The below information can be used for you to make as assessment of each role you have performed, to determine if it is a family violence social work setting.

Family Violence Practice Settings

In the field of family violence, social workers are employed in a broad range of roles and organisations providing prevention, early intervention, crisis and long term responses. However, social work with victims/survivors of family violence can occur in any practice context.

  • Advocacy groups
  • Aged care
  • Antenatal and postnatal services
  • Child protection
  • Community health services
  • Community legal centres
  • Corrections systems
  • Crisis accommodation and refuges
  • Disability services
  • Drug and alcohol services
  • Family support services
  • Family violence support and
  • outreach services
  • Homelessness service
  • Hospitals
  • Indigenous support services
  • Lesbian, gay, bisexual, transgender,
  • gender diverse, intersex and queer
  • (LGBTIQ+) services
  • Magistrates’ Courts, Family Court
  • and other court support services
  • Mental health services
  • Multicultural or CALD agencies
  • Policy and research
  • Schools and other organisations that
  • work with young people
  • Sexual assault services
  • Women’s health organisations
  • Women’s support services

Scope of Family Violence Practice

When working with women, the scope of social work practice in family violence includes:

  • Prevention and Early Intervention
  • Assessment
  • Crisis Interventions
  • Counselling, therapeutic interventions and group work
  • Case management and service coordination
  • Advocacy & social activism
  • Policy and research.

Mental Health Credentials FAQs

What specific resources and development does the AASW provide for Accredited Mental Health Social Workers?
Which government-funded programs and initiatives recognise Accredited Mental Health Social Workers?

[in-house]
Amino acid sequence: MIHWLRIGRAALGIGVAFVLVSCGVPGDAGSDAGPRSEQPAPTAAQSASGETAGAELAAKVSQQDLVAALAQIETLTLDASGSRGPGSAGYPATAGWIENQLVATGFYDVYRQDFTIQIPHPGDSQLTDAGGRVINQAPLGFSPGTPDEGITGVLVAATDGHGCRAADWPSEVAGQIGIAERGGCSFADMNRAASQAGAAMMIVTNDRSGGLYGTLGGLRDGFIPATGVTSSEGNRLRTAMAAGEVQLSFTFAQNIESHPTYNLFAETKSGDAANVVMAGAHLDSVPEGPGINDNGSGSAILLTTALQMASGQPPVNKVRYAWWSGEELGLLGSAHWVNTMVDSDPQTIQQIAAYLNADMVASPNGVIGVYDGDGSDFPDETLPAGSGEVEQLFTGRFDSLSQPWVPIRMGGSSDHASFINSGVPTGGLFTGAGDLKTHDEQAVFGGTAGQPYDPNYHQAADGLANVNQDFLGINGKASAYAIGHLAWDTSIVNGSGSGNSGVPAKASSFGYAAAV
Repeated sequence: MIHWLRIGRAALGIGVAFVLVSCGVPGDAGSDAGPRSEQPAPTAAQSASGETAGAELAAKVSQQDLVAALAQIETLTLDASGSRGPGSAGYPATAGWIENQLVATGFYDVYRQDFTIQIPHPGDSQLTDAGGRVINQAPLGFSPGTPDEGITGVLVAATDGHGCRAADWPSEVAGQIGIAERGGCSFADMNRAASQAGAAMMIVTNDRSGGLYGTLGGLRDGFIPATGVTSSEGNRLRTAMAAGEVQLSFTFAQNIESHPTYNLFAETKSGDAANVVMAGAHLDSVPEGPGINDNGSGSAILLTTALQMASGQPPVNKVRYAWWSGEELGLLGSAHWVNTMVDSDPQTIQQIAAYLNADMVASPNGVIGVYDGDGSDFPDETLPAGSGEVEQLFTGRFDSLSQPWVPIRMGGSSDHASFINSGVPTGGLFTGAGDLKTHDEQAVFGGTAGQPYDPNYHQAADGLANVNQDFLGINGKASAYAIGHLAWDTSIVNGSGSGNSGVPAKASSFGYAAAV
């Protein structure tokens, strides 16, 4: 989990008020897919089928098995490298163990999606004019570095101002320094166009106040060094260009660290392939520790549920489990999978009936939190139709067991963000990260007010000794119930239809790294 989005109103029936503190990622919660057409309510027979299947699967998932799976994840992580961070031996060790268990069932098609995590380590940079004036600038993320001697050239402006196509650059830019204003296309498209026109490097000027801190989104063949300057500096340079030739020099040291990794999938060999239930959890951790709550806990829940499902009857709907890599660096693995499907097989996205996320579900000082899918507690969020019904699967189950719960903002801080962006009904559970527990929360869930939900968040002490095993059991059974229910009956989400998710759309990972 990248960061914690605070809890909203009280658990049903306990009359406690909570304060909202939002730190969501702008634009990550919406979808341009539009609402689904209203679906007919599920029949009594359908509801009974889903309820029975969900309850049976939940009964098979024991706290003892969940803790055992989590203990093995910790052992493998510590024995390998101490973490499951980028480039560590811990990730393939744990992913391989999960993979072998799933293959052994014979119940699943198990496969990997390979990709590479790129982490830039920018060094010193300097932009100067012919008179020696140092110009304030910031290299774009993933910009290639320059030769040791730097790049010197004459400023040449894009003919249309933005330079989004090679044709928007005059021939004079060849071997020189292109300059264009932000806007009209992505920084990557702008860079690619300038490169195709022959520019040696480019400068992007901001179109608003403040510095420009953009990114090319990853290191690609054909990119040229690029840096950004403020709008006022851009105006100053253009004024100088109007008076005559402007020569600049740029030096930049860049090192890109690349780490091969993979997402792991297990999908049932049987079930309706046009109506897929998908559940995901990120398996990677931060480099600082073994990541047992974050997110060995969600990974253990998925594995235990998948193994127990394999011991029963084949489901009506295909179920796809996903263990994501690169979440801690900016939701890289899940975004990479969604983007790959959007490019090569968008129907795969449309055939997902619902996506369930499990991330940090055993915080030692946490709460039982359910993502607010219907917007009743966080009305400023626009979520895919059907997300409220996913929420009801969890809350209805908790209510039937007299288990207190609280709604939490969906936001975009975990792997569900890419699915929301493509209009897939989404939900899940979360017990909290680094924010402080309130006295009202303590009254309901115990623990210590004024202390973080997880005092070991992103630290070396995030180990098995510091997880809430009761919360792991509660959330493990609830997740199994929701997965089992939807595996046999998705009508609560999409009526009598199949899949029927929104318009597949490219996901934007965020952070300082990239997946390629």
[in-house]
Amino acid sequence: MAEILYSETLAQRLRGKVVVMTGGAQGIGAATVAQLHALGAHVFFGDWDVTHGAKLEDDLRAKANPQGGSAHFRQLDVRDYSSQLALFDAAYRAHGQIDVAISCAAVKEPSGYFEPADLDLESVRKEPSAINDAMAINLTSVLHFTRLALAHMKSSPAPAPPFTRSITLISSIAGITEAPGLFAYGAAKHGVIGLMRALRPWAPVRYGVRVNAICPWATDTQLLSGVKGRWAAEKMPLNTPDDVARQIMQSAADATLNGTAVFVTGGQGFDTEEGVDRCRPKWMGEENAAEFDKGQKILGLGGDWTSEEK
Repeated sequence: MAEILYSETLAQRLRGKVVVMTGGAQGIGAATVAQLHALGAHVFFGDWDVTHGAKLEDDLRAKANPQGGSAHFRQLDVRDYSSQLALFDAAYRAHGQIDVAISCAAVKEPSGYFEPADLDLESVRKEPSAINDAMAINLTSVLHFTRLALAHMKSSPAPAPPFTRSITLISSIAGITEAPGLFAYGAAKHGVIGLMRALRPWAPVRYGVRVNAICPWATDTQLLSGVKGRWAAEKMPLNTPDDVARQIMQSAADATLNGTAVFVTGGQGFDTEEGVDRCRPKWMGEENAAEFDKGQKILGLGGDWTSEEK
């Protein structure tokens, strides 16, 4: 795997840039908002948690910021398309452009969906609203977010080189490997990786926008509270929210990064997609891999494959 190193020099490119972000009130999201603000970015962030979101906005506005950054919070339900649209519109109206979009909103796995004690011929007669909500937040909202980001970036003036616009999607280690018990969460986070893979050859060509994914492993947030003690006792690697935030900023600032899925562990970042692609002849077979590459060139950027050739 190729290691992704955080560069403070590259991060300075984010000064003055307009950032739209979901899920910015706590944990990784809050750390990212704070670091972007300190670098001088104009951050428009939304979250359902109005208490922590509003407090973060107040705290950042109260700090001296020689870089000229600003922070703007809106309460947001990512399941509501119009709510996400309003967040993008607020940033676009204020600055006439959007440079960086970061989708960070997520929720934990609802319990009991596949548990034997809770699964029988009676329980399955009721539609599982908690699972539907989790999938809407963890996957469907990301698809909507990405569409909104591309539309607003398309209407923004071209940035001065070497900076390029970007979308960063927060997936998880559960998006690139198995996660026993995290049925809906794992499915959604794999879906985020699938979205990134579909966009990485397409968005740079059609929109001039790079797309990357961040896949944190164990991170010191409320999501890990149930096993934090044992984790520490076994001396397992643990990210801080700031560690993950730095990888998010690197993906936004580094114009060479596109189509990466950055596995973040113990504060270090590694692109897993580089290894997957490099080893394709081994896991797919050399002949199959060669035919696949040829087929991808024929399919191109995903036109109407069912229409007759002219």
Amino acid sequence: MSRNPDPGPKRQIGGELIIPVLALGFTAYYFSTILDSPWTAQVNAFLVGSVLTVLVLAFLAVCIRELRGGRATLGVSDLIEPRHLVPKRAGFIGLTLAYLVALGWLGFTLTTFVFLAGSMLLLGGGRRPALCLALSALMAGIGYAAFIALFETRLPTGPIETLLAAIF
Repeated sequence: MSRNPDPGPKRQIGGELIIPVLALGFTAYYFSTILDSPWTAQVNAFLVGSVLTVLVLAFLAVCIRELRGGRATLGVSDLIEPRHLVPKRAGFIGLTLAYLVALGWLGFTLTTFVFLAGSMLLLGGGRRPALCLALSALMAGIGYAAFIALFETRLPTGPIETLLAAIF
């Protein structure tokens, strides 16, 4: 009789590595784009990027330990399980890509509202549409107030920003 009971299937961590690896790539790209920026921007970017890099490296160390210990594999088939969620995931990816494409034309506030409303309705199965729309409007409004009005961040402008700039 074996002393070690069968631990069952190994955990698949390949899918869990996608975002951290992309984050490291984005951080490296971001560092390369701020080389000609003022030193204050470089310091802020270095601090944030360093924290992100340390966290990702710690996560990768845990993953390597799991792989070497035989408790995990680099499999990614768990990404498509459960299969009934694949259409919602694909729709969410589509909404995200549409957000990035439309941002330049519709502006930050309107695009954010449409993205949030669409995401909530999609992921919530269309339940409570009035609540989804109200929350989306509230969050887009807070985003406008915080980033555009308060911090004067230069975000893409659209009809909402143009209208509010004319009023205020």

The following Medicare programs and federal government initiatives recognise Accredited Mental Health Social Workers as being eligible to provide a particular service. Some may ask social workers to meet additional requirements.

As outlined by Australian Government: Department of Health, Accredited Mental Health Social Workers who have a Medicare provider number may only provide Focussed Psychological Strategies' (FPS) services through the Better Access to Mental Health Care, Chronic Disease Management and Access to Allied Psychological Services programs.

What advocacy does the AASW do on behalf of Accredited Mental Health Social Workers?

AASW advocacy has led to many breakthroughs for Accredited Mental Health Social Workers, including the ability to provide services under Medicare. We advocate for better social policy in this space through submissions to government and independent inquiries, including national and state senate inquiries and royal commissions. We have a dedicated Mental Health Social Policy and Advocacy Officer available at mhadvocacy@aasw.asn.au.

Click here for more information on Mental health advocacy

Additional FAQs for Mental Health can be found here

Everything You Need to Know About Applying

Download our guide on how to get ready for applying for a credential